What Does Our Scarecrow Need?

Screen Shot 2017-07-22 at 4.34.03 PM.pngWhat would make this scarecrow better?

A hat? hair? gloves? boots? a belt?

Right now, he looks like he needs a little something.

Your suggestions are welcome.  We will work on him again next Saturday – July 29th – at 9 a.m. And then, set him in the new sunflower area.

And, I will have the frame for another child-size scarecrow ready to dress and stuff. If you want to add something – clothing, a hat, a necklace – to this scarecrow, bring it along.

We look forward to seeing you in the garden.

 

Is It Too Late to Plant from Seed?

 

greenbeanNot at all.

What can you plant now and in August?

The answer is quite a bit. Here goes:

Beans

Bush beans are easiest as they don’t require staking. Try planting seeds of a different variety each week and do a taste test to determine what you like best. Stop sowing beans seeds in early August.

carrotsCarrots

If you plant now, you will harvest a fall crop.

Cucumbers
Again, I would select a bush cucumber plant because space tends to be at a premium in a raised bed. If you have the room, go for a vining cucumber. Chefs tell me they are tastier.
lettuce

Lettuce

In mid- August sow lettuce seeds for a fall crop. I have plenty of lettuce seeds available in the community garden shed. Look for the days to harvest to determine what lettuce seeds are best to grow.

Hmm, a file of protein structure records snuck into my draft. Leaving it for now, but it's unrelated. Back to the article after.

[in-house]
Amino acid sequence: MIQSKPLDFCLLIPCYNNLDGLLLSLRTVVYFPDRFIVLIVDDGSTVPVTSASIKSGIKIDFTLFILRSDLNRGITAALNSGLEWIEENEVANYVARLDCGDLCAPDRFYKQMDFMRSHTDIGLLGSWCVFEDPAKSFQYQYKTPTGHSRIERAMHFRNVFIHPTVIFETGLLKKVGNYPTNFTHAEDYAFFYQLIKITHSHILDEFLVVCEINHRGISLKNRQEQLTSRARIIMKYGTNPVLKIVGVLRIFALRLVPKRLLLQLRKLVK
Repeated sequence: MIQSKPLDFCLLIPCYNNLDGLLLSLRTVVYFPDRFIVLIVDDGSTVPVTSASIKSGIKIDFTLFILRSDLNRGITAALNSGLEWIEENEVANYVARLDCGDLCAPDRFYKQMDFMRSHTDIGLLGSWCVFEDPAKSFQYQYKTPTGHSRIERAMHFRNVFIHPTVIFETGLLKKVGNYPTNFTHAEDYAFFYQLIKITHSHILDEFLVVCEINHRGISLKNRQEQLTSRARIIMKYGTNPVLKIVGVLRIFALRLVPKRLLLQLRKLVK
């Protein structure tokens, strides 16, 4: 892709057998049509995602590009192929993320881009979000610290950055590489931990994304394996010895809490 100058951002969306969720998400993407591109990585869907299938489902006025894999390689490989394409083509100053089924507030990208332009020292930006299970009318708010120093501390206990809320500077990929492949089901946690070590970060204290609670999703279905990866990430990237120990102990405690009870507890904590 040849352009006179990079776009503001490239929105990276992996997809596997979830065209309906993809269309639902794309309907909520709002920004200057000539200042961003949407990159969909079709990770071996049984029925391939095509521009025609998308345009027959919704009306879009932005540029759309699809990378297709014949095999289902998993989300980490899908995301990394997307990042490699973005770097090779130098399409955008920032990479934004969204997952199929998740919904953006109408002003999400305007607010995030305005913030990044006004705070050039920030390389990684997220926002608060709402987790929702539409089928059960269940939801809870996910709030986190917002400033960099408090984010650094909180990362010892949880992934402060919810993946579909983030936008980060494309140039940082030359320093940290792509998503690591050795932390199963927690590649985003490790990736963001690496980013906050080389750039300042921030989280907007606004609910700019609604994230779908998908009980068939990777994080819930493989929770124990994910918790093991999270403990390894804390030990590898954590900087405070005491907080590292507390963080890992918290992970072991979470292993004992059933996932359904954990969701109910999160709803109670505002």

Kale 

From mid-July through mid-August plant seeds of kale for harvest in the fall.

Spinach

Spinach likes it cool. Start from seed in mid to late August.

 

Peas

The harvest will be modest for August planting green peas and sugar peas. But, if you have the room, go for it. Did you know Thomas Jefferson use to compete with his farm neighbors to see who could harvest the earliest peas? The winner hosted a dinner serving (what else?) some peas.

Radish

This is a quick growing vegetable. They are ready to be harvested in a month.

Anyone have some good radish recipes?

 

Garden Tips

One of the observations our gardeners have made is how quickly our community garden soil dries out.

One solution to this is to mulch. You’ll notice some gardeners have placed straw or pine needles* around the base of the plants.

This is a worthy idea for a few reasons.

It will keep moisture down around the roots, weeds will have a harder time growing, and during rain storms the soil will not splash up onto the leaves which makes for healthier plants.

When you do water, water well to promote good strong root systems that go deep. This will help your plants be healthier and healthy plants are able to fend off troubles.

You can also plant flowers – like marigolds – around the base and carrots love to be planted near tomatoes. Beans are a worthy crop, too.

If you have other questions, let me know.

• Pine needles used around our plants as mulch will not impact the pH. The acidic level of dried pine straw (needles) is very, very low.

 

 

Today in the Community Gardens